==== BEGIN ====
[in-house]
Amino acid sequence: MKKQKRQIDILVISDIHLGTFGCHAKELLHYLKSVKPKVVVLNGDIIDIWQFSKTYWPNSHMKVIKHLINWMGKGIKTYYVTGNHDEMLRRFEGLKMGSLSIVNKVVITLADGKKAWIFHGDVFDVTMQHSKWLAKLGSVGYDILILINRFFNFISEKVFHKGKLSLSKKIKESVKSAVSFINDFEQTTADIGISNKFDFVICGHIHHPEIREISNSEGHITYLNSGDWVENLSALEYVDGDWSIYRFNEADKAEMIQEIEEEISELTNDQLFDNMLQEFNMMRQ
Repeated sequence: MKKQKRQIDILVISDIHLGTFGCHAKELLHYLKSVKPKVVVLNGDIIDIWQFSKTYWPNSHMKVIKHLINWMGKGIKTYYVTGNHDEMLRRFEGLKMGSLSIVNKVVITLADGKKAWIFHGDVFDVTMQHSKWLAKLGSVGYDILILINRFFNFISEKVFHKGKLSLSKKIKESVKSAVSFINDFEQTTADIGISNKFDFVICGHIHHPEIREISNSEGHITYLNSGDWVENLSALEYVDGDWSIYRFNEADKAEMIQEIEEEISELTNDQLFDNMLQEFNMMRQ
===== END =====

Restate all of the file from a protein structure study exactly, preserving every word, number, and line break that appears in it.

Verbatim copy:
[in-house]
Amino acid sequence: MKKQKRQIDILVISDIHLGTFGCHAKELLHYLKSVKPKVVVLNGDIIDIWQFSKTYWPNSHMKVIKHLINWMGKGIKTYYVTGNHDEMLRRFEGLKMGSLSIVNKVVITLADGKKAWIFHGDVFDVTMQHSKWLAKLGSVGYDILILINRFFNFISEKVFHKGKLSLSKKIKESVKSAVSFINDFEQTTADIGISNKFDFVICGHIHHPEIREISNSEGHITYLNSGDWVENLSALEYVDGDWSIYRFNEADKAEMIQEIEEEISELTNDQLFDNMLQEFNMMRQ
Repeated sequence: MKKQKRQIDILVISDIHLGTFGCHAKELLHYLKSVKPKVVVLNGDIIDIWQFSKTYWPNSHMKVIKHLINWMGKGIKTYYVTGNHDEMLRRFEGLKMGSLSIVNKVVITLADGKKAWIFHGDVFDVTMQHSKWLAKLGSVGYDILILINRFFNFISEKVFHKGKLSLSKKIKESVKSAVSFINDFEQTTADIGISNKFDFVICGHIHHPEIREISNSEGHITYLNSGDWVENLSALEYVDGDWSIYRFNEADKAEMIQEIEEEISELTNDQLFDNMLQEFNMMRQ